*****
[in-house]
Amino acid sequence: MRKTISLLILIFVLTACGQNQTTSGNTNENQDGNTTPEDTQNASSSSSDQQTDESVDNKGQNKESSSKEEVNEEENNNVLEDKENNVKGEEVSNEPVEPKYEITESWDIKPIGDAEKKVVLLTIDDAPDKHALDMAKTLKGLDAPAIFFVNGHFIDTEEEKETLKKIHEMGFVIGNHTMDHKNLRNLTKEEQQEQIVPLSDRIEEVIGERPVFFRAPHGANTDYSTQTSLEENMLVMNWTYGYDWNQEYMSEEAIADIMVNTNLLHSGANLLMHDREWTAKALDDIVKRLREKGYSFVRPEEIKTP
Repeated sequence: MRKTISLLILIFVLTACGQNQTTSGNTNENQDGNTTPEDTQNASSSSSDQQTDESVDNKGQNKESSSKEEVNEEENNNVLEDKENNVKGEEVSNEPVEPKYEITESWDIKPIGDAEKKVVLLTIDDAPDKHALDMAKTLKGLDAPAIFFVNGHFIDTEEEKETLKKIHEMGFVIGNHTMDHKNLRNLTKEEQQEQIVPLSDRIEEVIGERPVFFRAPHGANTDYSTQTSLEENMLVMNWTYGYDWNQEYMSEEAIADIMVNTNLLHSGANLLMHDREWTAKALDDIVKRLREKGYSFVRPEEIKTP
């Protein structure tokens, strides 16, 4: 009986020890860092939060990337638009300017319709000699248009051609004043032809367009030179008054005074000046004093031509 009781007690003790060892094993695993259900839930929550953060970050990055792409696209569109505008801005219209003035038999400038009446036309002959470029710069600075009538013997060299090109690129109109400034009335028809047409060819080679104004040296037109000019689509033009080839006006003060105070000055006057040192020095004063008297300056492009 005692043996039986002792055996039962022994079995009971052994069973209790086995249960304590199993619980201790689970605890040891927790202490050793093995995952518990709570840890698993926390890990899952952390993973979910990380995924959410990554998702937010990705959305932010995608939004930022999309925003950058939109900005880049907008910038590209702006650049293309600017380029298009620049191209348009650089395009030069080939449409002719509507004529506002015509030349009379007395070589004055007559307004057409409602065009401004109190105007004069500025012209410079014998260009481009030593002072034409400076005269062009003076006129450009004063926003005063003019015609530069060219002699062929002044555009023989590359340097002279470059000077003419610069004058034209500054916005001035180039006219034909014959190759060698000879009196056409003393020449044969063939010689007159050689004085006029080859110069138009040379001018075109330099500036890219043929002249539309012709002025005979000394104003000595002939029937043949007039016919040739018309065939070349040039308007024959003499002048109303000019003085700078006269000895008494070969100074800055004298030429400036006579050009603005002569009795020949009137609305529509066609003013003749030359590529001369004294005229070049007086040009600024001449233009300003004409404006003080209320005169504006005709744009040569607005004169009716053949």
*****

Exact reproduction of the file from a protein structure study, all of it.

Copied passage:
[in-house]
Amino acid sequence: MRKTISLLILIFVLTACGQNQTTSGNTNENQDGNTTPEDTQNASSSSSDQQTDESVDNKGQNKESSSKEEVNEEENNNVLEDKENNVKGEEVSNEPVEPKYEITESWDIKPIGDAEKKVVLLTIDDAPDKHALDMAKTLKGLDAPAIFFVNGHFIDTEEEKETLKKIHEMGFVIGNHTMDHKNLRNLTKEEQQEQIVPLSDRIEEVIGERPVFFRAPHGANTDYSTQTSLEENMLVMNWTYGYDWNQEYMSEEAIADIMVNTNLLHSGANLLMHDREWTAKALDDIVKRLREKGYSFVRPEEIKTP
Repeated sequence: MRKTISLLILIFVLTACGQNQTTSGNTNENQDGNTTPEDTQNASSSSSDQQTDESVDNKGQNKESSSKEEVNEEENNNVLEDKENNVKGEEVSNEPVEPKYEITESWDIKPIGDAEKKVVLLTIDDAPDKHALDMAKTLKGLDAPAIFFVNGHFIDTEEEKETLKKIHEMGFVIGNHTMDHKNLRNLTKEEQQEQIVPLSDRIEEVIGERPVFFRAPHGANTDYSTQTSLEENMLVMNWTYGYDWNQEYMSEEAIADIMVNTNLLHSGANLLMHDREWTAKALDDIVKRLREKGYSFVRPEEIKTP
């Protein structure tokens, strides 16, 4: 009986020890860092939060990337638009300017319709000699248009051609004043032809367009030179008054005074000046004093031509 009781007690003790060892094993695993259900839930929550953060970050990055792409696209569109505008801005219209003035038999400038009446036309002959470029710069600075009538013997060299090109690129109109400034009335028809047409060819080679104004040296037109000019689509033009080839006006003060105070000055006057040192020095004063008297300056492009 005692043996039986002792055996039962022994079995009971052994069973209790086995249960304590199993619980201790689970605890040891927790202490050793093995995952518990709570840890698993926390890990899952952390993973979910990380995924959410990554998702937010990705959305932010995608939004930022999309925003950058939109900005880049907008910038590209702006650049293309600017380029298009620049191209348009650089395009030069080939449409002719509507004529506002015509030349009379007395070589004055007559307004057409409602065009401004109190105007004069500025012209410079014998260009481009030593002072034409400076005269062009003076006129450009004063926003005063003019015609530069060219002699062929002044555009023989590359340097002279470059000077003419610069004058034209500054916005001035180039006219034909014959190759060698000879009196056409003393020449044969063939010689007159050689004085006029080859110069138009040379001018075109330099500036890219043929002249539309012709002025005979000394104003000595002939029937043949007039016919040739018309065939070349040039308007024959003499002048109303000019003085700078006269000895008494070969100074800055004298030429400036006579050009603005002569009795020949009137609305529509066609003013003749030359590529001369004294005229070049007086040009600024001449233009300003004409404006003080209320005169504006005709744009040569607005004169009716053949």